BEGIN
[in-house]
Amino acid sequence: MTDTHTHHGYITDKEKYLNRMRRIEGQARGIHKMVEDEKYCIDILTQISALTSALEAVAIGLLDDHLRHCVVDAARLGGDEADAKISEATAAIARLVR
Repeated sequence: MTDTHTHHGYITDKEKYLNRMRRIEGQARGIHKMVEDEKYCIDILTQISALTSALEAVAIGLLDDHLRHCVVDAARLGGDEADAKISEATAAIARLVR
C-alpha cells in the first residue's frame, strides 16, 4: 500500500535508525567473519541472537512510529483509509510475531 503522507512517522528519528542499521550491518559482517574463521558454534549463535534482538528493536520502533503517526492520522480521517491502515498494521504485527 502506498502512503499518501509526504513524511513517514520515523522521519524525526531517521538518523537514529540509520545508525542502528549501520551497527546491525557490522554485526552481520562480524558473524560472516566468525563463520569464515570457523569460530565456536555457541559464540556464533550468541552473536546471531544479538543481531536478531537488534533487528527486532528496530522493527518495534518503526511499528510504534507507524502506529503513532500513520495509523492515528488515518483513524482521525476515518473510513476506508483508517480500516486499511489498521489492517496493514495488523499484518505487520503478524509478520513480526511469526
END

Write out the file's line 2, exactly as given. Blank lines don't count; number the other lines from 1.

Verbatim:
Amino acid sequence: MTDTHTHHGYITDKEKYLNRMRRIEGQARGIHKMVEDEKYCIDILTQISALTSALEAVAIGLLDDHLRHCVVDAARLGGDEADAKISEATAAIARLVR